Here is more context for the quotation in the question, taken from notatene.com's “History – Norway becomes independent – Year 1814” page:
– There was an emergence of state-bearing elite groups (civil servants and bourgeoisie) – we get an upper class. Norwegian society, was more diverse and characterized by greater differences between rich and poor. They spoke Norwegian case and was in front of Norwegian independence.
The lack of sense in that last sentence suggests it was not written by a well-educated speaker of English.
The phrase “state-bearing” may be jargon from some narrow field of study, or may instead be a word-for-word translation of a phrase idiomatic in another language but not in English.
All that aside, it appears that the sense FumbleFingers suggested seems plausible: “people who uphold or to some extent control the way the State operates”.
In the example below (from a 2007 Texas A&M University dissertation), that suggested sense is possible, although this context suggests state-bearing refers to a more exclusive class, a social or political elite like a nomenklatura:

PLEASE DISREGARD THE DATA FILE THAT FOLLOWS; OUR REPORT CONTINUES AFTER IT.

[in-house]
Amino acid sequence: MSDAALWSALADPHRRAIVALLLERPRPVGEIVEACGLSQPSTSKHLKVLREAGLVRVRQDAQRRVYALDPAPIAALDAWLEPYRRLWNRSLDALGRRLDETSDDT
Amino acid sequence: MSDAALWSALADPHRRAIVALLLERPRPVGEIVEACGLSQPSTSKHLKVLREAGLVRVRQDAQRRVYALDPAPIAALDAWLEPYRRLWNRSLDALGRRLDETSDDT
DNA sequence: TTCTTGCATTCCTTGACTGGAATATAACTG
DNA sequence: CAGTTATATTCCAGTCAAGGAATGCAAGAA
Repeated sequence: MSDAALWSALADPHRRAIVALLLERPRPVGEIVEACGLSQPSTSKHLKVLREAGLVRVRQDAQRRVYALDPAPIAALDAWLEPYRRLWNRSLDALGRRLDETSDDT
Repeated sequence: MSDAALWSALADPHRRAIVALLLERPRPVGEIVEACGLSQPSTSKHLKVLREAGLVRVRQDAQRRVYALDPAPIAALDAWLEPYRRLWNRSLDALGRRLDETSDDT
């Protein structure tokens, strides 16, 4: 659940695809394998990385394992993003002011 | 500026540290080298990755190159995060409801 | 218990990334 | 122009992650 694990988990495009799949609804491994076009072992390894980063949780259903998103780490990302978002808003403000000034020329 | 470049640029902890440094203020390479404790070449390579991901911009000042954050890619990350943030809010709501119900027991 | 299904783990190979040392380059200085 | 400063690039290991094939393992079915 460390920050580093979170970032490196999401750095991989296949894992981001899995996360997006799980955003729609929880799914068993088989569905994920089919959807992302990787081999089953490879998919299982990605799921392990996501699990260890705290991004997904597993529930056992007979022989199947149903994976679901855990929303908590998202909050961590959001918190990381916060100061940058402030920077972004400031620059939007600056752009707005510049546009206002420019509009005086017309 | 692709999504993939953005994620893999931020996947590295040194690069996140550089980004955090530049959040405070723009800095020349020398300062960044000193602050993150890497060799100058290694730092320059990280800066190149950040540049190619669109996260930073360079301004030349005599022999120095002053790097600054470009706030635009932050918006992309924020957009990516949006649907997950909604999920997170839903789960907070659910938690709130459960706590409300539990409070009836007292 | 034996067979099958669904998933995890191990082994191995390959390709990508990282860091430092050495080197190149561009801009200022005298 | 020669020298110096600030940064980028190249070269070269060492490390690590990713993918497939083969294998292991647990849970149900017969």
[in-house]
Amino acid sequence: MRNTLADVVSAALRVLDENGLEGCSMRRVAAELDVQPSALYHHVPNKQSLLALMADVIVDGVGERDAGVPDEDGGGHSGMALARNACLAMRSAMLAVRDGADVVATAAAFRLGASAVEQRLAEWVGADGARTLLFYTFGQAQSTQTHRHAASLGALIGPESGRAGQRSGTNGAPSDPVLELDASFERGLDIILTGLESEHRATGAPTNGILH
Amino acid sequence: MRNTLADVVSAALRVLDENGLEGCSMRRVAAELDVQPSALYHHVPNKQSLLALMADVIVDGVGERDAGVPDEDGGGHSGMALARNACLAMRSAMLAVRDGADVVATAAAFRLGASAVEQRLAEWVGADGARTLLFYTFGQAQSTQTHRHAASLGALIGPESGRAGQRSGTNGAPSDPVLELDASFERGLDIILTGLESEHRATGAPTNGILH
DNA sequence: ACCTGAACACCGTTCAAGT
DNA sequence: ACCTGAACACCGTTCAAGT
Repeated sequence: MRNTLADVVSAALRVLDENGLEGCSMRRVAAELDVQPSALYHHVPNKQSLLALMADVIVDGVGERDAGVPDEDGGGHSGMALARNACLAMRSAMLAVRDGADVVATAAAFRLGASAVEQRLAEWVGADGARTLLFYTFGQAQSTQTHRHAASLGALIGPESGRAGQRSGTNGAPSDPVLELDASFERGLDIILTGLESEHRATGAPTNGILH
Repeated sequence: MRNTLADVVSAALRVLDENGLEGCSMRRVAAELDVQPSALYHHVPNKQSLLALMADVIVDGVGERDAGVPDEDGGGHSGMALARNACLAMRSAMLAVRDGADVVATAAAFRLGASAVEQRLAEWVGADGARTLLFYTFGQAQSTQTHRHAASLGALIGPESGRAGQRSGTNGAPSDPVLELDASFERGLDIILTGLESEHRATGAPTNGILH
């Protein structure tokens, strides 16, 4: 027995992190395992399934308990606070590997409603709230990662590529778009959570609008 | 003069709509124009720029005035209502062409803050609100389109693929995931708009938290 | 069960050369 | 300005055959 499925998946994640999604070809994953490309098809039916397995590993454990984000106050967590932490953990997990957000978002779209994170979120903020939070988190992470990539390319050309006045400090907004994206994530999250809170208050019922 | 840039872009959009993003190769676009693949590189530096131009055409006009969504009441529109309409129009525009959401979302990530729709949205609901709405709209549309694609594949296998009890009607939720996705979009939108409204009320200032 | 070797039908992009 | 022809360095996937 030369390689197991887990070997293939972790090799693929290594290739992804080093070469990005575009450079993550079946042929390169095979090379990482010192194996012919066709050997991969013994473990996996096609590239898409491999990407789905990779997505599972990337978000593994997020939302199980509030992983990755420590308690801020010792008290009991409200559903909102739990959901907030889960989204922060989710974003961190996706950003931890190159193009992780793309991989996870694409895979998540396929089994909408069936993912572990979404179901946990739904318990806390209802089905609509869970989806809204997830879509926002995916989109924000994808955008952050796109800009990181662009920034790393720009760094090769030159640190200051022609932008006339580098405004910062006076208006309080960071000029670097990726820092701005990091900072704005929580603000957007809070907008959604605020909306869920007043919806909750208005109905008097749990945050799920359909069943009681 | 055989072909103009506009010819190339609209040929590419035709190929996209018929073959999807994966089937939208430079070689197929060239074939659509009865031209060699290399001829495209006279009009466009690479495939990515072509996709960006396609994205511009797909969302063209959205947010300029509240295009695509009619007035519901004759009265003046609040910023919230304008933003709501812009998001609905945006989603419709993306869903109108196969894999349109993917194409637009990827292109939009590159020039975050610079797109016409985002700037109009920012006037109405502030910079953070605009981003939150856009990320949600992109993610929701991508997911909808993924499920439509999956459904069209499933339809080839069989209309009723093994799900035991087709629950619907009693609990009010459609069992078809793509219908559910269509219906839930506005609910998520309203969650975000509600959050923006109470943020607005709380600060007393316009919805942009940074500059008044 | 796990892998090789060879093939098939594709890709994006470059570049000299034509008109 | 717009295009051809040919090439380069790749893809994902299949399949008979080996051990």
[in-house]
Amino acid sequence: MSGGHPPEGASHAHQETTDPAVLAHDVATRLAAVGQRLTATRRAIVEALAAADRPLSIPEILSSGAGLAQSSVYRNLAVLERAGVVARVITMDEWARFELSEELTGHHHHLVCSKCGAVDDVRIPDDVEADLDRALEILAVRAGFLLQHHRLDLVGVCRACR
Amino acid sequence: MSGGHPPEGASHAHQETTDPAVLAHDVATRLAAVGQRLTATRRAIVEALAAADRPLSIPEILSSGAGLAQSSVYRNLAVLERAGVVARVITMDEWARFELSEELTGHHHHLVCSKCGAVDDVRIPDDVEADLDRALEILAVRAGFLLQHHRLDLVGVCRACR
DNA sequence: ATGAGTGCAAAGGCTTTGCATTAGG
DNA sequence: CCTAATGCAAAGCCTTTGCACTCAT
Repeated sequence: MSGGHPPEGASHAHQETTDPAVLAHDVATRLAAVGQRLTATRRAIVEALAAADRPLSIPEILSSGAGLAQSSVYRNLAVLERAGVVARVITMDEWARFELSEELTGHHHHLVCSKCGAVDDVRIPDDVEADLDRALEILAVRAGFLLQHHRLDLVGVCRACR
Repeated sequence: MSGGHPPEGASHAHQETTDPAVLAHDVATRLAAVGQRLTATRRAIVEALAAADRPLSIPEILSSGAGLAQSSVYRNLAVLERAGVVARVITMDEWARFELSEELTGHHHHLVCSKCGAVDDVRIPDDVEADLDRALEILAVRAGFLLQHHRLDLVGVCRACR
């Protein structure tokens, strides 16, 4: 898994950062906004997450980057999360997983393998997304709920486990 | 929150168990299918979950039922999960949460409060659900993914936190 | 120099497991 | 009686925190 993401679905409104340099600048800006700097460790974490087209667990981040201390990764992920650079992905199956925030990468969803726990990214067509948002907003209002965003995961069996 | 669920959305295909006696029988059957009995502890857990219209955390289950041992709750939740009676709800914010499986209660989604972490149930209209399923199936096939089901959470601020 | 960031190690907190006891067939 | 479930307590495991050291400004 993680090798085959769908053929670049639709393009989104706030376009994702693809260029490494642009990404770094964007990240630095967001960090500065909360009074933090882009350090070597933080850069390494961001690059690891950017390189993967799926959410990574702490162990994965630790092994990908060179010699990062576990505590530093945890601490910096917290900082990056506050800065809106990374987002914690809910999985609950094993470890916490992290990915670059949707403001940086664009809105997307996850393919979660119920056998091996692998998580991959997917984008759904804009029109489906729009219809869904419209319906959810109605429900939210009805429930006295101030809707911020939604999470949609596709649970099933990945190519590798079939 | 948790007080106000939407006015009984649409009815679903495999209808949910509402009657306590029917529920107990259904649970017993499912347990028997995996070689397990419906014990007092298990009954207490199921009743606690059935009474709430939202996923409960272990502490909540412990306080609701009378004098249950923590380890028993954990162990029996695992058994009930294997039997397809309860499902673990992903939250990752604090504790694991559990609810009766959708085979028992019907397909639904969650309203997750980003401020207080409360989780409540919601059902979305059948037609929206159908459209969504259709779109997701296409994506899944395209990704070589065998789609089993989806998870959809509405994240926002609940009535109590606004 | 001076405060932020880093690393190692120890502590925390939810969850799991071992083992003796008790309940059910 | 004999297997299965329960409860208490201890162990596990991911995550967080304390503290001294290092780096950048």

During the 1960s, dissatisfaction with the dominant development aid strategies and their effect became palpable. Not only where there no signs of automatic trickling down of benefits of modern technology, but also large segments of the population missed out on the economic growth that followed in the wake of decolonization; the foreign aid benefited only the state-bearing elite. [Ravi Mallipeddi, Dissertation, 2007
Most of the seven results of a Google search for "state-bearing elite" refer to discussions of former or future Soviet-bloc regimes. Two examples follow.
As Rothschild observed, this caused “a rift between the Pilsudskist ‘state-bearing elite’ and the rest of society.” ‒ Ilya Prizel, 1998
In the above, Prizel quotes from a Joseph Rothschild article about Marshal Pilsudski of Poland. State-bearing elite may have been a term used by or of Marshal Pilsudski ca. 1920-1935.
In this way, the formation of state-bearing elite (comprising the old nomenklatura and the new biznesmeny) succeeded, and this elite subsequently began to centralize the revenues from the few profitable branches of the economy (oil, fisheries, alcohol, and subsidies from Moscow). Thus, potential challengers were blocked from accessing the resources ... ‒ Christoph Zürcher, 2007
This quote from Zürcher's ebook, The Post-Soviet Wars: Rebellion, Ethnic Conflict, and Nationhood in the Caucasus, equates state-bearing elite with nomenklatura (privileged members of Soviet bureaucracy) and biznesmeny (biznesmen is Polish for businessman with overtones).